Graduation and Termination of Special Education Services 

August is here, and at the beginning of the school year it’s time to think about graduation. That’s right, it’s never too early to plan for a student’s graduation and transition to post-secondary life. Waiting until spring to prepare for this change can lead to trouble. Here’s what you need to know.  

When do services end? 

The basic rule is a student’s eligibility terminates upon reaching the maximum age of eligibility or graduating with a regular high school diploma, whichever occurs first. 

Maximum Age of Eligibility 

The maximum age for eligibility under the IDEA is 21, unless a different age is specified in state law. In Texas, that age is 21 years old. An eligible student receiving special education services who is 21 years of age on September 1st of a school year is eligible for services through the end of that school year (unless they graduate with a regular high school diploma first).  


A student who has passed the maximum age for eligibility may be eligible for continued services as a remedy for a prior denial of FAPE. A hearing officer can order compensatory services that are provided after the student would otherwise age-out of special education to make up for missed or inadequate services when the student was eligible. School districts should consult with legal counsel to respond to such requests for compensatory education.  


So what does a “regular high school diploma” actually mean? We can start by looking at what it’s not. The term “regular high school diploma” does not include an alternative degree that is not fully aligned with a state’s academic standards, such as a certificate of attendance, certificate of completion, or a general education development credential.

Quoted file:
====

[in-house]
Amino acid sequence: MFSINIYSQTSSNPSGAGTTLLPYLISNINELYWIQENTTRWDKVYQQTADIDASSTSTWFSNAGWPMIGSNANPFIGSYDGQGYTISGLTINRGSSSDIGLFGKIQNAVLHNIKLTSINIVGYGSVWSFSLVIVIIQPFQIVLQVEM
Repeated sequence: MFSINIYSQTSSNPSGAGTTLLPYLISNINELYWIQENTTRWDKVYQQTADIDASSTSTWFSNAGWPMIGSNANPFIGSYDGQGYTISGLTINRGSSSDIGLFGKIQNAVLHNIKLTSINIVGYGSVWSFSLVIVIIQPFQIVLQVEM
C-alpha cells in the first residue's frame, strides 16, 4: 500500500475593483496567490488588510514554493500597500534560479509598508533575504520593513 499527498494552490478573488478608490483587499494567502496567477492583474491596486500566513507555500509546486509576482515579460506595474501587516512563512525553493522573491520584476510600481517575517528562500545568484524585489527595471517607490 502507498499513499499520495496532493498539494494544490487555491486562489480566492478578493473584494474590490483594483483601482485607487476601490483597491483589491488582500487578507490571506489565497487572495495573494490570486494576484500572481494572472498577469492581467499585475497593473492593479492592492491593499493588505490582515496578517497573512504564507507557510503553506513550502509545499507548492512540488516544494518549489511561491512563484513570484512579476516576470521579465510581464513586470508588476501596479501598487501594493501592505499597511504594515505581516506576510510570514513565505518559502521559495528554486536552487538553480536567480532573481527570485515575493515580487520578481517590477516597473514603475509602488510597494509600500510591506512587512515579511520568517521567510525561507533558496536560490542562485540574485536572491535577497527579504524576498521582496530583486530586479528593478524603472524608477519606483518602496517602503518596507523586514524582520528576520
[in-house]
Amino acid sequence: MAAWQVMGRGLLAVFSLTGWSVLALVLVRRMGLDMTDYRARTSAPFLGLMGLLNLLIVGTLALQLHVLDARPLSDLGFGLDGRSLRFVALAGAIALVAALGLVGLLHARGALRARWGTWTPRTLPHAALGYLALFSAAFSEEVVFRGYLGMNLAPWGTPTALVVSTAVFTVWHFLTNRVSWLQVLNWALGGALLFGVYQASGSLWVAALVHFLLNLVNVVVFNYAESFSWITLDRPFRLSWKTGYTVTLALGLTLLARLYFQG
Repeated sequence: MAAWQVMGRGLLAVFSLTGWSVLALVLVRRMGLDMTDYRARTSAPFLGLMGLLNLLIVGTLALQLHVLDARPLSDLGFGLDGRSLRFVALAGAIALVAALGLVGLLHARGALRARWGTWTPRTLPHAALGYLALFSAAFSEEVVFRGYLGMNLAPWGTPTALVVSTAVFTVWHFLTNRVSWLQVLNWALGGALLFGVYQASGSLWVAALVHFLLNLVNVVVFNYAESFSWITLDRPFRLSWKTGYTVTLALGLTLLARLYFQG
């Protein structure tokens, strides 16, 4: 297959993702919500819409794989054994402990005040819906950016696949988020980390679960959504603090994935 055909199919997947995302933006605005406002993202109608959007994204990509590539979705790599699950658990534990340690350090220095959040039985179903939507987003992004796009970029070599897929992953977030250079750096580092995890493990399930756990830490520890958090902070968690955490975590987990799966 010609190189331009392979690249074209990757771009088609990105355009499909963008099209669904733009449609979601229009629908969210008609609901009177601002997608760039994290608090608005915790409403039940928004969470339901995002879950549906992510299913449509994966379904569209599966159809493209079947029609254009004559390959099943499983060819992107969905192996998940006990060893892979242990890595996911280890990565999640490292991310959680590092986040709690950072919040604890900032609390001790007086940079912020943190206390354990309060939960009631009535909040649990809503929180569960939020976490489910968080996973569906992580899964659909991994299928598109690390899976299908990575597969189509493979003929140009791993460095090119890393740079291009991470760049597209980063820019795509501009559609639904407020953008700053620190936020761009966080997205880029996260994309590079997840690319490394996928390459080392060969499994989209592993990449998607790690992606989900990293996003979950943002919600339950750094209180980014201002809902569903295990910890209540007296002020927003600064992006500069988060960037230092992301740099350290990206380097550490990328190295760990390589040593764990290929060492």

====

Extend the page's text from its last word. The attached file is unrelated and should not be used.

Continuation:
Generally, when a student enters a test prep program in lieu of the pursuit of a regular high school diploma, the student is not entitled special education and related services. The Office of Special Education Programs (OSEP) has explicitly stated that districts are not required to provide special education services to students who have withdrawn from school and entered a GED test preparation program unless the state considers that program to be a part of an appropriate secondary education.  

Additionally, parents who demand continuation of special education services after graduation with a regular high school diploma are really demanding post-secondary services, which are not required under the IDEA.  

What is the process? 

A student’s IEP team plays an integral role in planning for a student’s graduation. The IDEA requires IEPs for older students (16 and older, but planning starts at 14 Texas) to include a plan for a coordinated set of services so that students can successfully move from high school to post-secondary settings such as college or vocational school. Transition assessments are required to help guide the development of postsecondary goals and services.   


The IDEA requires districts to evaluate an IDEA-eligible student before making a determination that the child is no longer a child with a disability.  However, such an evaluation is not required before terminating a child’s eligibility due to graduation with a regular high school diploma or exceeding the age eligibility.  

Procedural Rights 

While an evaluation is not required, the procedural rights related to graduation are very important. Because graduation is a change in placement under the IDEA, districts must provide the student and parents with adequate notice. This means that whether the student is graduating or reaching the maximum age of eligibility, the district must provide prior written notice (PWN). The district must also provide the student and parents with a summary of the child’s academic achievement and functional performance at this time.  

If parents disagree that the student is ready to graduate with a high school diploma, they can exercise their procedural rights to challenge the decision through a due process hearing request. In analyzing a district’s decision to graduate a student with a disability, the standard is not whether the student is prepared for independent living. Rather, the correct standard is whether the district, by virtue of a reasonably calculated IEP, made educational benefit available to the student in light of the student’s unique circumstances.  

But what if… 

What if the student has stopped engaging in school and fails to cooperate with the services offered? The district continues to have an obligation to provide FAPE to the student. A student’s lack of participation should trigger the ARD Committee to re-examine the student’s IEP and determine if changes in the program should be made. Convening an ARD meeting to review the student’s post-secondary goals, needed courses, and transition services can help get the student back on track.   

For more information or details, please contact any member of the Thompson & Horton special education team